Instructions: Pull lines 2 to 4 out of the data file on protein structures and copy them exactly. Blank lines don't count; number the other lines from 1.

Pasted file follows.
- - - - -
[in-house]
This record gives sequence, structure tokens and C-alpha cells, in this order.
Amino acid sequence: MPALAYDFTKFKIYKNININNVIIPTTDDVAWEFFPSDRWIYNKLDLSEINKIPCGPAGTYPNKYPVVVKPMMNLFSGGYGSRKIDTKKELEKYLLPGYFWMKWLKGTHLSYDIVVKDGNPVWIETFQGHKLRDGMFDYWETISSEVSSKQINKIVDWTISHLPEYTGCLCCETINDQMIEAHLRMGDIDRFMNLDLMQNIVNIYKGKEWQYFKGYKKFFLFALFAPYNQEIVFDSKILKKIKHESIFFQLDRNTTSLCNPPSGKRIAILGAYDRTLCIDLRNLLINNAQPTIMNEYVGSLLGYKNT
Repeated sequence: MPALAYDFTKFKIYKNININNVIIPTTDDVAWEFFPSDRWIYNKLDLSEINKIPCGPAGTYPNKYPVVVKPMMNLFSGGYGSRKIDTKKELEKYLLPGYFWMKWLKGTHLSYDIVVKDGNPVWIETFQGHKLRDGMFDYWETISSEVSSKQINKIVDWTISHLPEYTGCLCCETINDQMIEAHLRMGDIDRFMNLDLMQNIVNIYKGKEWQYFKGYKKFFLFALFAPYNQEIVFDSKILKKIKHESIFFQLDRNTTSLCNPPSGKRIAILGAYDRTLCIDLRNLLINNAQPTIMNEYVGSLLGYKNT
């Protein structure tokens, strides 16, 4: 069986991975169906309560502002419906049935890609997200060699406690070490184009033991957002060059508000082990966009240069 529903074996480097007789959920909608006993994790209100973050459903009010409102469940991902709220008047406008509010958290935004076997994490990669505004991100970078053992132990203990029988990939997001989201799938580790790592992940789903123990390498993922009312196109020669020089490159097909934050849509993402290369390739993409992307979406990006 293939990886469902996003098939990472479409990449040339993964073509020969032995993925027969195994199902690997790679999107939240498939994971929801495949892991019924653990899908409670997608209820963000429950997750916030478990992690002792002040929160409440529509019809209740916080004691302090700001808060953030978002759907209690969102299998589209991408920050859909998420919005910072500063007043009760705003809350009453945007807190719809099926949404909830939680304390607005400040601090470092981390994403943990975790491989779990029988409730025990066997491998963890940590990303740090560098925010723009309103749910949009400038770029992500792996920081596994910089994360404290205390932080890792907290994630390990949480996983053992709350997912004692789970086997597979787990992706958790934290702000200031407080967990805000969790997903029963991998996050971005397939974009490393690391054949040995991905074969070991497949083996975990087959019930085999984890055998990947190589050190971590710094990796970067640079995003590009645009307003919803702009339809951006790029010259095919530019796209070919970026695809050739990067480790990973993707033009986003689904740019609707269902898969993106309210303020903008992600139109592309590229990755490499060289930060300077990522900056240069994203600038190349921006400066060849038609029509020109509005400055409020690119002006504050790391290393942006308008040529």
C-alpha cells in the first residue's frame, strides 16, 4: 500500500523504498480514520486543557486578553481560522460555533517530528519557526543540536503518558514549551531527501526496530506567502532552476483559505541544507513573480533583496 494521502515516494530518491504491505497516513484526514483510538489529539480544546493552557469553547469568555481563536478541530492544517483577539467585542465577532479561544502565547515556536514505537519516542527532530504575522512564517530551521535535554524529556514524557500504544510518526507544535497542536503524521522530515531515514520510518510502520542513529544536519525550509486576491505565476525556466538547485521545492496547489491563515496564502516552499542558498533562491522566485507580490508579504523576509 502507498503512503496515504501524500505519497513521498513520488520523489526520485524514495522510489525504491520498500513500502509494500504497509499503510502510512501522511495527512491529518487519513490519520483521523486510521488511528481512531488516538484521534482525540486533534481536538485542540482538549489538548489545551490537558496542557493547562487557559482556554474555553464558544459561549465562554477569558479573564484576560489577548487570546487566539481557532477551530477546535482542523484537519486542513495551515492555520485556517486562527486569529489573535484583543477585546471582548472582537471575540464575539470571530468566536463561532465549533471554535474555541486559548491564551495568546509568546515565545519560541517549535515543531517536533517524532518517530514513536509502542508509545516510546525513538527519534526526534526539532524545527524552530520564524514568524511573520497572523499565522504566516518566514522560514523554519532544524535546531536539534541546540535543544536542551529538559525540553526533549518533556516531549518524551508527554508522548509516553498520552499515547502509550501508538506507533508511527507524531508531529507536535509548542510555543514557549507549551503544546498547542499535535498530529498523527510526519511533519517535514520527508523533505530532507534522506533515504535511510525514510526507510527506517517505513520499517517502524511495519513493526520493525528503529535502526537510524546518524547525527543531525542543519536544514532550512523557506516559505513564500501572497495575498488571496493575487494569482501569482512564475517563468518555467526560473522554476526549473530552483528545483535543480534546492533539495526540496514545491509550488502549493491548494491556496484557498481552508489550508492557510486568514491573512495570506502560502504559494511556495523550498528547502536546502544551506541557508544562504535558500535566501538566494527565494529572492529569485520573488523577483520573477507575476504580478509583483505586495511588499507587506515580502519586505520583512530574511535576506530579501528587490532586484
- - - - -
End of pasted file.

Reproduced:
This record gives sequence, structure tokens and C-alpha cells, in this order.
Amino acid sequence: MPALAYDFTKFKIYKNININNVIIPTTDDVAWEFFPSDRWIYNKLDLSEINKIPCGPAGTYPNKYPVVVKPMMNLFSGGYGSRKIDTKKELEKYLLPGYFWMKWLKGTHLSYDIVVKDGNPVWIETFQGHKLRDGMFDYWETISSEVSSKQINKIVDWTISHLPEYTGCLCCETINDQMIEAHLRMGDIDRFMNLDLMQNIVNIYKGKEWQYFKGYKKFFLFALFAPYNQEIVFDSKILKKIKHESIFFQLDRNTTSLCNPPSGKRIAILGAYDRTLCIDLRNLLINNAQPTIMNEYVGSLLGYKNT
Repeated sequence: MPALAYDFTKFKIYKNININNVIIPTTDDVAWEFFPSDRWIYNKLDLSEINKIPCGPAGTYPNKYPVVVKPMMNLFSGGYGSRKIDTKKELEKYLLPGYFWMKWLKGTHLSYDIVVKDGNPVWIETFQGHKLRDGMFDYWETISSEVSSKQINKIVDWTISHLPEYTGCLCCETINDQMIEAHLRMGDIDRFMNLDLMQNIVNIYKGKEWQYFKGYKKFFLFALFAPYNQEIVFDSKILKKIKHESIFFQLDRNTTSLCNPPSGKRIAILGAYDRTLCIDLRNLLINNAQPTIMNEYVGSLLGYKNT